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"Trust is at the Center of This Democratic Experiment": Lee Hamilton '52

"Trust is at the Center of This Democratic Experiment": Lee Hamilton '52

December 7, 2019

"It was a lesson I've never forgotten," writes Lee H. Hamilton, veteran statesman and 1952 DePauw University graduate. "Our system rests on all sorts of values: open-mindedness, an informed citizenry, honesty, civility, competence. But at its heart, representative democracy is about how we resolve our differences in order to move the country forward, and if the parties lack trust, then it becomes hugely more difficult to do so. In many ways, trust is at the center of this democratic experiment."

Hamilton, a Democrat who served 34 years in the U.S. House of Representatives, made the comments in an op-ed which is published in a number of newspapers. He asserts, "A representative democracy rests on a straightforward premise: Because nothing gets done without others, whether in our communities or our legislatures or in Congress, you have to have confidence in people and believe that they will do what they say they will do. Without that trust, you simply can't engage productively in negotiations, compromise, debate, and all the mechanisms we use to resolve differences in our society."

He offers, "In the end, I believe that building -- or rebuilding -- trust is both a human and a systems issue. On the large scale, government has to be effective at meeting the needs of citizens, delivering the goods, services, and protections that people expect. But I also think it's vital that elected officials -- especially of opposing parties -- spend time with one another, learning to see one another as human beings who all, regardless of party, care deeply about the country. Similarly, the more ordinary people participate regularly in organizations, political parties, and even ad hoc efforts to improve their communities and states, the more likely they are to learn the fundamental importance of trust. In short, the more interaction you have with others, even with your adversaries, the more common ground you can find, and the more confidence you can have in them -- and the more likely you can move forward."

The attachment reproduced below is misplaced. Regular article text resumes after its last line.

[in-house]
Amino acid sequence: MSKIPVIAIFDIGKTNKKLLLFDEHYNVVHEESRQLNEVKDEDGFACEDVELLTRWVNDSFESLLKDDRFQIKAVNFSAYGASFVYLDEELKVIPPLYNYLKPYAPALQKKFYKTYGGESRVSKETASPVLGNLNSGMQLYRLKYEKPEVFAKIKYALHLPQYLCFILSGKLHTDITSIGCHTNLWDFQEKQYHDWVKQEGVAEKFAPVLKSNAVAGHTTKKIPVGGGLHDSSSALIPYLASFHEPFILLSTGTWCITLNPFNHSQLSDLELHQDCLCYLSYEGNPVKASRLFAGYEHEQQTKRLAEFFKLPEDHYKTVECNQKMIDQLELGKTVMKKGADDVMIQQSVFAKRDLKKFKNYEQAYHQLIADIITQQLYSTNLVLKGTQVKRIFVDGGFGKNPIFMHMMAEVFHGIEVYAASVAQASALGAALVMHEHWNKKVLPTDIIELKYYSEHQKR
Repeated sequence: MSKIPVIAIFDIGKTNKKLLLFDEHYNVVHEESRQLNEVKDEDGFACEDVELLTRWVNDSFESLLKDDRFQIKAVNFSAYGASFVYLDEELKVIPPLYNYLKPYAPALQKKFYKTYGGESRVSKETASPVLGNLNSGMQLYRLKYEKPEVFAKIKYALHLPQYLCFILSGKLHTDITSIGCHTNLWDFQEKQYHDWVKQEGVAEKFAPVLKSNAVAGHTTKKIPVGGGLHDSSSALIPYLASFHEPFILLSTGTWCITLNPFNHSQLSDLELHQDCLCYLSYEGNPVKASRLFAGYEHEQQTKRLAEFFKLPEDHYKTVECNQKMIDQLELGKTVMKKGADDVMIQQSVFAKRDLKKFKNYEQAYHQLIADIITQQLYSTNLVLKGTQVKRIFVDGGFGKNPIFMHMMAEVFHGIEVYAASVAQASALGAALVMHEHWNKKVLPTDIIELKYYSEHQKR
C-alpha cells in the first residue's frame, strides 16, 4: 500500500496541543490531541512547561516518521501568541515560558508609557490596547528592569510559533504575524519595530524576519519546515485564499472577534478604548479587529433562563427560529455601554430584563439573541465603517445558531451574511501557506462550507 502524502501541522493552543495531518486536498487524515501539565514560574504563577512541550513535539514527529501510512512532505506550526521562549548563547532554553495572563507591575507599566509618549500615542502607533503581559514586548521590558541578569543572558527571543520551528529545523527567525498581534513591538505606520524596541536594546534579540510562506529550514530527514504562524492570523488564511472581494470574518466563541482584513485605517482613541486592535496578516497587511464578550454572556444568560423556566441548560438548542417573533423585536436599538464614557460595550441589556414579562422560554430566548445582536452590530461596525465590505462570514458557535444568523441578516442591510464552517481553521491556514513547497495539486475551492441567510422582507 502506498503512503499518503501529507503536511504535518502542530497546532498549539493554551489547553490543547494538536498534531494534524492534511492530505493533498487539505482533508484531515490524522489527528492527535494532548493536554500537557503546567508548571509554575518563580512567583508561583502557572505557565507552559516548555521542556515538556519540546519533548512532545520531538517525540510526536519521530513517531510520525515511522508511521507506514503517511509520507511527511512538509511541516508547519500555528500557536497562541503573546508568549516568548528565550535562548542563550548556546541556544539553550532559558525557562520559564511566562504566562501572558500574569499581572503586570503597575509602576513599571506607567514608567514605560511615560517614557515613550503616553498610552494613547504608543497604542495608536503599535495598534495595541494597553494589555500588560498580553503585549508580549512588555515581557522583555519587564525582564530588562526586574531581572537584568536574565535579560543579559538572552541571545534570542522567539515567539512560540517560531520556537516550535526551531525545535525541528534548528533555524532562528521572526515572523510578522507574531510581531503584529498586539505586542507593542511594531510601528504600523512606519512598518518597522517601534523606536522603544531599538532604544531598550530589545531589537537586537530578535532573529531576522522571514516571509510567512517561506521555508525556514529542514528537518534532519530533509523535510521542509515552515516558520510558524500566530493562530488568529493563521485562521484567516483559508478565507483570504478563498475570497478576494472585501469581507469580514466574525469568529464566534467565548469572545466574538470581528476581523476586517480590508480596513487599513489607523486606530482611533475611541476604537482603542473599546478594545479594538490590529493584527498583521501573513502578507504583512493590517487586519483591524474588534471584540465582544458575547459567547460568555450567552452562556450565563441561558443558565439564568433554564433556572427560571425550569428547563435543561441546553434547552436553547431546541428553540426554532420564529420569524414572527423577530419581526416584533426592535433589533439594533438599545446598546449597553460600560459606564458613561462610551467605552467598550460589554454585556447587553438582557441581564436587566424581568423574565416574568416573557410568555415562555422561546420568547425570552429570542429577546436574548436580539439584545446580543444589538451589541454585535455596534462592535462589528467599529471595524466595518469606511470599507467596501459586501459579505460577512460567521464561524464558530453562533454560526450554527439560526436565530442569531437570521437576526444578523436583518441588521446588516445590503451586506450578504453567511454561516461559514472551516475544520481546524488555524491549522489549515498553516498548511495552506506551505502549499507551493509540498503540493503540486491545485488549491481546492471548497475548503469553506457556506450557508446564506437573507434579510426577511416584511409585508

You'll find the complete essay at the Chicago Daily Herald's website.

A history major and Rector Scholar at DePauw, Lee Hamilton remains a prominent voice in American politics. He is currently senior advisor for the Indiana University Center on Representative Government; a Distinguished Scholar at the IU Hamilton Lugar School of Global and International Studies; and a Professor of Practice at the IU O’Neill School of Public and Environmental Affairs.

A leading figure on foreign policy, intelligence, and national security, he has received many honors, including the Presidential Medal of Freedom in 2015. Hamilton is a member of the Indiana Basketball Hall of Fame and DePauw's Athletic Hall of Fame

Hamilton presented an Ubben Lecture at DePauw in 2011 and has received the University's McNaughton Medal for Public Service as well as an honorary doctorate from DePauw.  The longtime congressman spoke to graduates at his alma mater in 1971 and 1998.

In May, he was back on campus for a program marking the 100th anniversary of the Rector Scholar program. Video of the presentation is below.

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